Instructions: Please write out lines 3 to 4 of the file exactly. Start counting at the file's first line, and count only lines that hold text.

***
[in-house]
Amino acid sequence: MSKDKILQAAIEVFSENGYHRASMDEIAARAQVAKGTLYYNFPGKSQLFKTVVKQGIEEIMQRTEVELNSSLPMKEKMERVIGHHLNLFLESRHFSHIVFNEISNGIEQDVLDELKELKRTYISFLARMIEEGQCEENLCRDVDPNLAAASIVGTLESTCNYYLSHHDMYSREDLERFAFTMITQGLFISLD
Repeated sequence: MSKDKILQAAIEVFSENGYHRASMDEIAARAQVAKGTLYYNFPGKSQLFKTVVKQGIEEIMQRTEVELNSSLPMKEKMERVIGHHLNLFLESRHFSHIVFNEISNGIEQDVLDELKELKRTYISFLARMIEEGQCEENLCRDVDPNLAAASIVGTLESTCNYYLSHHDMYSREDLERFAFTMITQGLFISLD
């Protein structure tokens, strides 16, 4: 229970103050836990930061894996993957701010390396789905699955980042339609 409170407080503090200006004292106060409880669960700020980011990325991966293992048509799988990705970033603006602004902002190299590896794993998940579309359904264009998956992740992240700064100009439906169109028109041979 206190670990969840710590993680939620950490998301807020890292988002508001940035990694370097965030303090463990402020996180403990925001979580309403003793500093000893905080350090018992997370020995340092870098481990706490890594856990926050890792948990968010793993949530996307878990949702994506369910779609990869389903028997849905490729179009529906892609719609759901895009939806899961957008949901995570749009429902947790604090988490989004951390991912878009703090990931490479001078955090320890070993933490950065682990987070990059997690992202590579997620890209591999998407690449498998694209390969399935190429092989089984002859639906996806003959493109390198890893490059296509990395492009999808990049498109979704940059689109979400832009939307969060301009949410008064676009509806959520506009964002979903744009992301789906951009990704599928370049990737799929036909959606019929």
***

Repeated sequence: MSKDKILQAAIEVFSENGYHRASMDEIAARAQVAKGTLYYNFPGKSQLFKTVVKQGIEEIMQRTEVELNSSLPMKEKMERVIGHHLNLFLESRHFSHIVFNEISNGIEQDVLDELKELKRTYISFLARMIEEGQCEENLCRDVDPNLAAASIVGTLESTCNYYLSHHDMYSREDLERFAFTMITQGLFISLD
């Protein structure tokens, strides 16, 4: 229970103050836990930061894996993957701010390396789905699955980042339609 409170407080503090200006004292106060409880669960700020980011990325991966293992048509799988990705970033603006602004902002190299590896794993998940579309359904264009998956992740992240700064100009439906169109028109041979 206190670990969840710590993680939620950490998301807020890292988002508001940035990694370097965030303090463990402020996180403990925001979580309403003793500093000893905080350090018992997370020995340092870098481990706490890594856990926050890792948990968010793993949530996307878990949702994506369910779609990869389903028997849905490729179009529906892609719609759901895009939806899961957008949901995570749009429902947790604090988490989004951390991912878009703090990931490479001078955090320890070993933490950065682990987070990059997690992202590579997620890209591999998407690449498998694209390969399935190429092989089984002859639906996806003959493109390198890893490059296509990395492009999808990049498109979704940059689109979400832009939307969060301009949410008064676009509806959520506009964002979903744009992301789906951009990704599928370049990737799929036909959606019929």